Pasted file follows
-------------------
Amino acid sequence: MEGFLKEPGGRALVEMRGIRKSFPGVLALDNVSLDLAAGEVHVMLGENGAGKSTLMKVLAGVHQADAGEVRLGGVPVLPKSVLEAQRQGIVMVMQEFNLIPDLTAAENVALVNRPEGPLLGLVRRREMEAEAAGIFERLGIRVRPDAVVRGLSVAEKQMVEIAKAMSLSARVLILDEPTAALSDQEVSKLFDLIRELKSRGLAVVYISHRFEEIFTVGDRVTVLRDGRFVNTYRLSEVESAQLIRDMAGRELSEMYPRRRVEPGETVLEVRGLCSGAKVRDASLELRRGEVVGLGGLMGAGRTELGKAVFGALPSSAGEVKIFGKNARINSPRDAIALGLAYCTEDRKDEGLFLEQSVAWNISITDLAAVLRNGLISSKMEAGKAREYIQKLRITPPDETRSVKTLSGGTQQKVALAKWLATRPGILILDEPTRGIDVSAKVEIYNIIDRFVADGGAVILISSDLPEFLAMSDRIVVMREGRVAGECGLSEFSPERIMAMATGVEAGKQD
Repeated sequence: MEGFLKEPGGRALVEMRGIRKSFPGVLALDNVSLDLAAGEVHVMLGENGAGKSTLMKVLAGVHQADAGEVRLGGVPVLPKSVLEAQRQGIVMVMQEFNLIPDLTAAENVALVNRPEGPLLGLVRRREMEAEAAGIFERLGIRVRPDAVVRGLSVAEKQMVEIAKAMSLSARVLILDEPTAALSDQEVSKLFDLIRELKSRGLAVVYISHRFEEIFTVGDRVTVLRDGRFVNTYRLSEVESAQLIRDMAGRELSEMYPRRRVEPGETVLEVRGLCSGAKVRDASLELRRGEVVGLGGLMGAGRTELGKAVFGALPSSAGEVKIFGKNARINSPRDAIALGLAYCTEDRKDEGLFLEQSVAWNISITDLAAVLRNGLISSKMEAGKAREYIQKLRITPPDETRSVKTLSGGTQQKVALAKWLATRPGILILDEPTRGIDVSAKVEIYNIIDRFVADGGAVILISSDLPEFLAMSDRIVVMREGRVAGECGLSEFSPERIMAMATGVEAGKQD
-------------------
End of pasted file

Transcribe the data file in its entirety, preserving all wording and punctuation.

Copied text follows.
Amino acid sequence: MEGFLKEPGGRALVEMRGIRKSFPGVLALDNVSLDLAAGEVHVMLGENGAGKSTLMKVLAGVHQADAGEVRLGGVPVLPKSVLEAQRQGIVMVMQEFNLIPDLTAAENVALVNRPEGPLLGLVRRREMEAEAAGIFERLGIRVRPDAVVRGLSVAEKQMVEIAKAMSLSARVLILDEPTAALSDQEVSKLFDLIRELKSRGLAVVYISHRFEEIFTVGDRVTVLRDGRFVNTYRLSEVESAQLIRDMAGRELSEMYPRRRVEPGETVLEVRGLCSGAKVRDASLELRRGEVVGLGGLMGAGRTELGKAVFGALPSSAGEVKIFGKNARINSPRDAIALGLAYCTEDRKDEGLFLEQSVAWNISITDLAAVLRNGLISSKMEAGKAREYIQKLRITPPDETRSVKTLSGGTQQKVALAKWLATRPGILILDEPTRGIDVSAKVEIYNIIDRFVADGGAVILISSDLPEFLAMSDRIVVMREGRVAGECGLSEFSPERIMAMATGVEAGKQD
Repeated sequence: MEGFLKEPGGRALVEMRGIRKSFPGVLALDNVSLDLAAGEVHVMLGENGAGKSTLMKVLAGVHQADAGEVRLGGVPVLPKSVLEAQRQGIVMVMQEFNLIPDLTAAENVALVNRPEGPLLGLVRRREMEAEAAGIFERLGIRVRPDAVVRGLSVAEKQMVEIAKAMSLSARVLILDEPTAALSDQEVSKLFDLIRELKSRGLAVVYISHRFEEIFTVGDRVTVLRDGRFVNTYRLSEVESAQLIRDMAGRELSEMYPRRRVEPGETVLEVRGLCSGAKVRDASLELRRGEVVGLGGLMGAGRTELGKAVFGALPSSAGEVKIFGKNARINSPRDAIALGLAYCTEDRKDEGLFLEQSVAWNISITDLAAVLRNGLISSKMEAGKAREYIQKLRITPPDETRSVKTLSGGTQQKVALAKWLATRPGILILDEPTRGIDVSAKVEIYNIIDRFVADGGAVILISSDLPEFLAMSDRIVVMREGRVAGECGLSEFSPERIMAMATGVEAGKQD